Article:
Monday, July 16, 2018

How Indore became India's cleanest city for two consecutive years!

It is rare for an Indian city to transform itself and then sustain the effort to a level where people make cleanliness a habit. Indore (a city in MP with 3.2 million population) is a case in point to prove that a great plan and greater execution can make a huge positive change.

The story of Indore's transformation made a case study in IIM-Indore. The cleanliness drive doesn't come free though. Having lived in the city before this transformation happened, I was appalled at the daily sight of cows eating up plastic from overflowing garbage dumps. This was, of course, not any different from any other Indian city. Many like me would have felt a sense of helplessness and resignation. But someone from the city took this as a challenge. I admire the industrious nature of the city in that it makes you feel at home if you take risks and go on your own instead of taking the beaten path. In this video about Indore's makeover, it is worth noting the way the drive is run financially. The municipal corporation buys plastic waste at Rs. 5/ kg and sells it at Rs. 8/ kg to road builders. With 1,000 metric tons of waste being processed every day, you can do the math...


In my last visit to the city, I was overjoyed to see the herculean task of city cleaning happening at night with a gusto reserved only for the foodies' delight at the city's Sarafa Bazaar or Chappan. I was also informed that the organic waste converted into compost was sold at Rs. 2/kg to the public to encourage greenery.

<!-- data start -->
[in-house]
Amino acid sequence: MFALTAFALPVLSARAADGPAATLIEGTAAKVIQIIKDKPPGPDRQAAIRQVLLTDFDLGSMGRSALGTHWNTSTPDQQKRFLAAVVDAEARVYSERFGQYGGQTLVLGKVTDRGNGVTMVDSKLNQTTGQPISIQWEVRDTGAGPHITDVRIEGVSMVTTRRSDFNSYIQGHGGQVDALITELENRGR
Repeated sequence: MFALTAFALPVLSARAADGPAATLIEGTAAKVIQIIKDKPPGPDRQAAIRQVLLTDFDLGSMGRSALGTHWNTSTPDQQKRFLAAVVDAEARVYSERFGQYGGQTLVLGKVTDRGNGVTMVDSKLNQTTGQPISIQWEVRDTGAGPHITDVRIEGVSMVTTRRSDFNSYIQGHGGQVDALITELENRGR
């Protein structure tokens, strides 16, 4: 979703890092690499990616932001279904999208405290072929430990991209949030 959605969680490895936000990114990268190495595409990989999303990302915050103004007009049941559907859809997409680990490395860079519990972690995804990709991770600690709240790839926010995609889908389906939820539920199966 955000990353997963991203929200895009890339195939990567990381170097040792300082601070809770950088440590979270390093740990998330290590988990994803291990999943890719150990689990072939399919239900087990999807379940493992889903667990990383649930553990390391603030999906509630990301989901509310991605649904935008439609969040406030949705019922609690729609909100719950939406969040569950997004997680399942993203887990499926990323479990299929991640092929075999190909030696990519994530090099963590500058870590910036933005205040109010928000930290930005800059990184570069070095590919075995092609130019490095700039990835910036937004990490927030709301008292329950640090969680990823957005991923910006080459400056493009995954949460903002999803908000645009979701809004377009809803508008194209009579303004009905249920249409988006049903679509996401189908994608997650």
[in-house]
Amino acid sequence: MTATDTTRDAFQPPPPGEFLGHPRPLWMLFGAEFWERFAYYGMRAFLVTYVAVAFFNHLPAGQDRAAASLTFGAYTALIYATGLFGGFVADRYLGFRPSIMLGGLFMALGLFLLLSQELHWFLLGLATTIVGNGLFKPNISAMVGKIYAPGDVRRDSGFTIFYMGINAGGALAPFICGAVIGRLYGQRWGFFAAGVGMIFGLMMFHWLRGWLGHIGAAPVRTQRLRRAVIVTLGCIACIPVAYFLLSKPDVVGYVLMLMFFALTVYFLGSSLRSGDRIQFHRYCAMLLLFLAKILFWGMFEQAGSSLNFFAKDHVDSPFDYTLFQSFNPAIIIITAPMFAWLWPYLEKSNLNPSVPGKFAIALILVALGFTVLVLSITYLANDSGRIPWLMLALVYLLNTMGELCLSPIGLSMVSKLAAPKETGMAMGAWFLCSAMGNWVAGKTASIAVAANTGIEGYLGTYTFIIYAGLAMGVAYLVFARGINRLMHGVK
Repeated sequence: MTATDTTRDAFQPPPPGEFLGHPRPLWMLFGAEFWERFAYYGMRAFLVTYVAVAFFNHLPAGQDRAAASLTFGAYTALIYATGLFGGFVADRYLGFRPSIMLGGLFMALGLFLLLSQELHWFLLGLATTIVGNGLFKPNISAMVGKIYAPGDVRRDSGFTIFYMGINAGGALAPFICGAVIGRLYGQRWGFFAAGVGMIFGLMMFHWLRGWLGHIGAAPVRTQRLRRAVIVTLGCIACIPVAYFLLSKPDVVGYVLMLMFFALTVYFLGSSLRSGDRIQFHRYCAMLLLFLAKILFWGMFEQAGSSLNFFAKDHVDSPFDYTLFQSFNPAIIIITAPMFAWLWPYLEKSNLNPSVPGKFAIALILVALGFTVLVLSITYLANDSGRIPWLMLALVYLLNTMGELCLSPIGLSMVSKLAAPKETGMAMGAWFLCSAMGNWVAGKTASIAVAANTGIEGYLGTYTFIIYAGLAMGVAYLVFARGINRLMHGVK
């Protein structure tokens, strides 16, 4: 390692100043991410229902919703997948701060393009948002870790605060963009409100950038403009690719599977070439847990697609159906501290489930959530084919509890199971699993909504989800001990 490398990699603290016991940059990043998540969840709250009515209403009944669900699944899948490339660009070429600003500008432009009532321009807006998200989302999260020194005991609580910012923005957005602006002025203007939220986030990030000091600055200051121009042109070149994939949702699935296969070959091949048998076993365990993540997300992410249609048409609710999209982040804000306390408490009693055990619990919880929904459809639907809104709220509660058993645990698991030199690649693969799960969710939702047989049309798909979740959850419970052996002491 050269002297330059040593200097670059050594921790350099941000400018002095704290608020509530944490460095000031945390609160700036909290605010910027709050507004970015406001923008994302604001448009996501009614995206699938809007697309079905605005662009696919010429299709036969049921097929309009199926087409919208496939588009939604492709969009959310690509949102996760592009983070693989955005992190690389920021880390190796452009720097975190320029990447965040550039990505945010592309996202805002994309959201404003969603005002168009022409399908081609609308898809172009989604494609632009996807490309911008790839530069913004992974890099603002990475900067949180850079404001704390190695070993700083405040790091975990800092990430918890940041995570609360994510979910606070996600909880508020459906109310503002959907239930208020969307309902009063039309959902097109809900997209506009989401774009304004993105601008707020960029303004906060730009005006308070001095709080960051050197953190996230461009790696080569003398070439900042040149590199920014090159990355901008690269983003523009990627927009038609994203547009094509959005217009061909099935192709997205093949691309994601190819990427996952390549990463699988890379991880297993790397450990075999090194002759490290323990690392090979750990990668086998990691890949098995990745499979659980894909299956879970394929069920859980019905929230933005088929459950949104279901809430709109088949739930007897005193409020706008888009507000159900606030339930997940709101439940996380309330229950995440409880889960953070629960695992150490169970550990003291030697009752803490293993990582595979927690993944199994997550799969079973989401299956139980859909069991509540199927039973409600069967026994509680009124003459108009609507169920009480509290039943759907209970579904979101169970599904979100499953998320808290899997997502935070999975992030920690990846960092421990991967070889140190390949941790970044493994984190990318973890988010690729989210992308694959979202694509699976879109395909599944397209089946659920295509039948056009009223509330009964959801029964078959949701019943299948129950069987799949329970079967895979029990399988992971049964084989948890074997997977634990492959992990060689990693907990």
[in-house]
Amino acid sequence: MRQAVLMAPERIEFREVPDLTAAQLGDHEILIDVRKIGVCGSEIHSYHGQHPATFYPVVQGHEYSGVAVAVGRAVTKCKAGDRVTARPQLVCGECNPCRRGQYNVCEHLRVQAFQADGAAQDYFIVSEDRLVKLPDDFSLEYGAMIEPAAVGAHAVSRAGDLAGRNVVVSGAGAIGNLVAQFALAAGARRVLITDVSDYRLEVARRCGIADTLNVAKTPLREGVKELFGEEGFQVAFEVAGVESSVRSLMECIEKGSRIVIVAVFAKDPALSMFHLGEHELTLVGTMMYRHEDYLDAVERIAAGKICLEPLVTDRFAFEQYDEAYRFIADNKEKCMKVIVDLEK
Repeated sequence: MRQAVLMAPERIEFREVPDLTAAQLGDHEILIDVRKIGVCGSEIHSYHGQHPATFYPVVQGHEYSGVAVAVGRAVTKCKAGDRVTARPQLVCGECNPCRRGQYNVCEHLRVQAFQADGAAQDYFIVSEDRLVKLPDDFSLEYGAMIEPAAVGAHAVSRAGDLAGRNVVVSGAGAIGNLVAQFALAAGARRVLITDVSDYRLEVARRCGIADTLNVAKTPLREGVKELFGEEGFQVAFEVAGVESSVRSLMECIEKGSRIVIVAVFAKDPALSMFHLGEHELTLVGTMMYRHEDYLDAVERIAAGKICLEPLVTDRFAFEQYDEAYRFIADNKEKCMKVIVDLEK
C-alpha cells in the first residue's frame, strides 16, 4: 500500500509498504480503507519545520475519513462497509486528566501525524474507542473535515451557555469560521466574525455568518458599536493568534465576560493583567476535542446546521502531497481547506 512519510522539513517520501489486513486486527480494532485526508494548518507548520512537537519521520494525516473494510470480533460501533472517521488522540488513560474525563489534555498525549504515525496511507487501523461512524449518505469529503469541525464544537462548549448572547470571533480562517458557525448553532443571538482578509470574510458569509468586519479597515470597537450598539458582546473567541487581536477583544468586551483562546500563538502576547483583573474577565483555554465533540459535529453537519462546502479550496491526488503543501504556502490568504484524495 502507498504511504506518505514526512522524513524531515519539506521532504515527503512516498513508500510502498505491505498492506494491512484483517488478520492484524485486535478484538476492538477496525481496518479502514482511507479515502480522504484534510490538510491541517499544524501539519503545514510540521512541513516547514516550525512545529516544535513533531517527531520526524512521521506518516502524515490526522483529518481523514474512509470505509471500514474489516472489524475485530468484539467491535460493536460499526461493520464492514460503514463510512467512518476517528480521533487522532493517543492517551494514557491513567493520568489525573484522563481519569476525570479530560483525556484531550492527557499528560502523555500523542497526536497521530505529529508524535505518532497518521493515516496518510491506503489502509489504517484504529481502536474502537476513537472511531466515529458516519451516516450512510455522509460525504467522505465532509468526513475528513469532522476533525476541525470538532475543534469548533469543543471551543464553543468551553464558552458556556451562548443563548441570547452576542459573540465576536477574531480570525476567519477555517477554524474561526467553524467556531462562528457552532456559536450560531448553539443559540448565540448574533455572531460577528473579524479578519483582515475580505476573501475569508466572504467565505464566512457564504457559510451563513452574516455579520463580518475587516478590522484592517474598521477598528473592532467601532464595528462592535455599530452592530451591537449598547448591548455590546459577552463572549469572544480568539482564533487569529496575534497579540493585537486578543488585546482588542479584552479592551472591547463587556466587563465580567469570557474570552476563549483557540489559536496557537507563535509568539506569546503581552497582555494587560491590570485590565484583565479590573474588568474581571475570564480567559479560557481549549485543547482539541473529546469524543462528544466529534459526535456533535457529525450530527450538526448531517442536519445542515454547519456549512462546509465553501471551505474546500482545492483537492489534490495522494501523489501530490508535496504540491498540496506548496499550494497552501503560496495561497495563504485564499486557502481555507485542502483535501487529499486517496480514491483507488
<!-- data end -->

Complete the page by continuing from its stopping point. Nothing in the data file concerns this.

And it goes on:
The city's municipal corporation introduced a "third bin" to dispose of sanitary and medical waste, tried public shaming on FM radio channels, set up composting units at the waste source like the large vegetable markets and painted the town red with public messages about cleanliness! A song sung by Shaan is now the city's anthem for getting the act right and is played in all the 800 plus garbage collection trucks. These trucks are cleaned daily too to give them a clean look.

All of this has had positive fallout for the city. Not unexpectedly, Indore's "Muni bonds" that debuted at NSE earlier this month were oversubscribed 1.26 times and generated more than Rs. 200 Cr. for the corporation. Market rewards a good track record.

Someday, all cities in India will follow the Indore model and transform their filth into green! And we wouldn't have to look overseas for motivating stories of change.